Immunological Effects of Treatment with Sequential Administration of Recombinant Interferon Gamma and Alpha in Patients with Metastatic Renal Cell Carcinoma During a Phase I Trial.

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Many anticancer mechanisms of the interferons have been proposed but none have been associated with clinical response to date. The biological activities of the interferons in vivo have included effects upon the natural killer cell, T- and B-lymphocytes, and macrophages. This report details a prospective study of the immunological effects on peripheral blood mononuclear cells of sequentially administered recombinant (r) interferon (IFN) gamma and rIFN alpha in 28 patients with metastatic renal cell carcinoma. Natural killer cell activity, T-cell phenotype (CD4, CD8, CD56, CD16, CD4/HLA-DR, CD8/HLA-DR, CD56/HLA-DR) and 2',5'-oligoadenylate synthetase were measured prior to therapy, during therapy, and following completion of treatment. Statistical analysis of all parameters was performed for the entire group, by individual patient, by dosage, by time, and by clinical response. An overall significant depression in natural killer cell activity and in the percentage of circulating CD56, CD16, and CD8+ cells were noted. Significant increases in 2',5'-oligoadenylate synthetase and in the percentage of circulating CD4 cells were also noted. Although an association between the magnitude of change in percentage of CD16+ cells and 2',5'-oligoadenylate synthetase and dosage of rIFN gamma and rIFN alpha, respectively, was observed, optimal biological dose of this sequence of rIFNs could not be determined due to the limited number of patients. A decrease in the percentage of circulating CD8+ cells was observed among patients with objective clinical response (partial and complete). Sequentially administered rIFN gamma and rIFN alpha can modulate immunological parameters in vivo in patients with metastatic renal cell carcinoma. A fall in percentage of circulating CD8+ cell is associated with response and suggests that this sequence of rIFN alpha and rIFN gamma might influence T-cell mediated antitumor activity.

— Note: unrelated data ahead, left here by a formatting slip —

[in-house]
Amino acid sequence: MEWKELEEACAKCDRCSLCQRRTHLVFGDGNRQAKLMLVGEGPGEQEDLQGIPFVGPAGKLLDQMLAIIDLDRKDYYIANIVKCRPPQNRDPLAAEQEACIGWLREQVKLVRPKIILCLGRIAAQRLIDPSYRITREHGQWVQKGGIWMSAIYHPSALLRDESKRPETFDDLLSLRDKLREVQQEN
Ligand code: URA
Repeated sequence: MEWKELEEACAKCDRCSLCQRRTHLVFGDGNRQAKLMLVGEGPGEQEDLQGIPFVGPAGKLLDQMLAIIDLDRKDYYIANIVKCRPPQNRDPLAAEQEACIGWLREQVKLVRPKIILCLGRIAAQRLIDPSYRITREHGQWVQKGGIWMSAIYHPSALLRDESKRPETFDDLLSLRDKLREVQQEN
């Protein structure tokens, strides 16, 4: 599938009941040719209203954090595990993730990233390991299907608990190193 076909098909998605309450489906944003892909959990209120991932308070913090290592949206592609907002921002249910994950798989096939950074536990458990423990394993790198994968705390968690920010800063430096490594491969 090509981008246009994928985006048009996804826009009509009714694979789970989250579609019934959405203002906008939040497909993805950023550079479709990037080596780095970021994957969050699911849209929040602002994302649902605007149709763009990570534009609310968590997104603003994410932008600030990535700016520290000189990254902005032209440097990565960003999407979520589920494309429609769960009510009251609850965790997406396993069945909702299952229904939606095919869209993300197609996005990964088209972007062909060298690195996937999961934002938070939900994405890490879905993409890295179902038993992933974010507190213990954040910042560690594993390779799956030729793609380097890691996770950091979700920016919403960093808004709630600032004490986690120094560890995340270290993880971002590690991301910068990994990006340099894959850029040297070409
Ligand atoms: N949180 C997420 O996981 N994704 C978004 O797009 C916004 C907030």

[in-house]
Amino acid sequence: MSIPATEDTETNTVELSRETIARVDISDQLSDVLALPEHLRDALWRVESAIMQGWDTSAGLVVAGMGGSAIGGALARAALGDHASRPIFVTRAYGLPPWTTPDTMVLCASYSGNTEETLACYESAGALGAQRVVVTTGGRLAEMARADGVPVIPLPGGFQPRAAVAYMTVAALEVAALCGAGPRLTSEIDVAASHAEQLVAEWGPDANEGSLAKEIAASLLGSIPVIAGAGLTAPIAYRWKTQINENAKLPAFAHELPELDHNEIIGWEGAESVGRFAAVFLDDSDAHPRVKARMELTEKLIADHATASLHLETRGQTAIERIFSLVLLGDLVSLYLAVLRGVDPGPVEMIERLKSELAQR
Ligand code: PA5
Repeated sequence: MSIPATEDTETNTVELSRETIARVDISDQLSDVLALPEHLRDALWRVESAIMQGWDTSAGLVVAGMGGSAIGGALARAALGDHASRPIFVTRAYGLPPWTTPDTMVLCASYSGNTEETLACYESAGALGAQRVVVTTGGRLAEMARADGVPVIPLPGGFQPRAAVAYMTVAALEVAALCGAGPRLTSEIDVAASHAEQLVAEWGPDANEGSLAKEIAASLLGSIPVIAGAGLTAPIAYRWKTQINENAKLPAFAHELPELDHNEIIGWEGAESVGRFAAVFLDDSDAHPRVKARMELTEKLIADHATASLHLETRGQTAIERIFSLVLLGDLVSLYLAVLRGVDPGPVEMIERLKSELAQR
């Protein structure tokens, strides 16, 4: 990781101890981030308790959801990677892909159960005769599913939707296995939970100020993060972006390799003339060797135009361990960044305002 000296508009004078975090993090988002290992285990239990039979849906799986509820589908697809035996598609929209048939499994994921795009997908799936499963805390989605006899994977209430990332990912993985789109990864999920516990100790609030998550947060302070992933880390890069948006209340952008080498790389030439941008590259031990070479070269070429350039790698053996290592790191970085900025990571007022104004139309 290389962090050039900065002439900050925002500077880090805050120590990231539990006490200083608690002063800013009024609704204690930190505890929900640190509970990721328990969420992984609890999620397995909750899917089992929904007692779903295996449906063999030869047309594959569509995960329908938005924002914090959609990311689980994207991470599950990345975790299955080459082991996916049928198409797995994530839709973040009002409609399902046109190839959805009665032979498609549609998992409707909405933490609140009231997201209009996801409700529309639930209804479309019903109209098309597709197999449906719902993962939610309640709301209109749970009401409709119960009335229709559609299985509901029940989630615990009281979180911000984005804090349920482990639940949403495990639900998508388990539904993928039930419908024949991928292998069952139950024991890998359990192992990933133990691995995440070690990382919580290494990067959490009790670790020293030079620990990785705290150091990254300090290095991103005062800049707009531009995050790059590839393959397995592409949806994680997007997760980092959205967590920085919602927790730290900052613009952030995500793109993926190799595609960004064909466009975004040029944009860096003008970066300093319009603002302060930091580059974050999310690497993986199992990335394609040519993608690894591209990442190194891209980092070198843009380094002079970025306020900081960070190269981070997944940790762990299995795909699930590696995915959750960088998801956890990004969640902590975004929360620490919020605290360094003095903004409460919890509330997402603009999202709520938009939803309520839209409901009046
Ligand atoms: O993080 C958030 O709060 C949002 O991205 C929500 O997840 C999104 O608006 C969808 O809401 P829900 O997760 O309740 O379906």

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Medical Sciences | Medicine and Health Sciences



Peer Reviewed for front end display



Department of Medicine, Hematology-Medical Oncology Division, Department of Medicine Faculty

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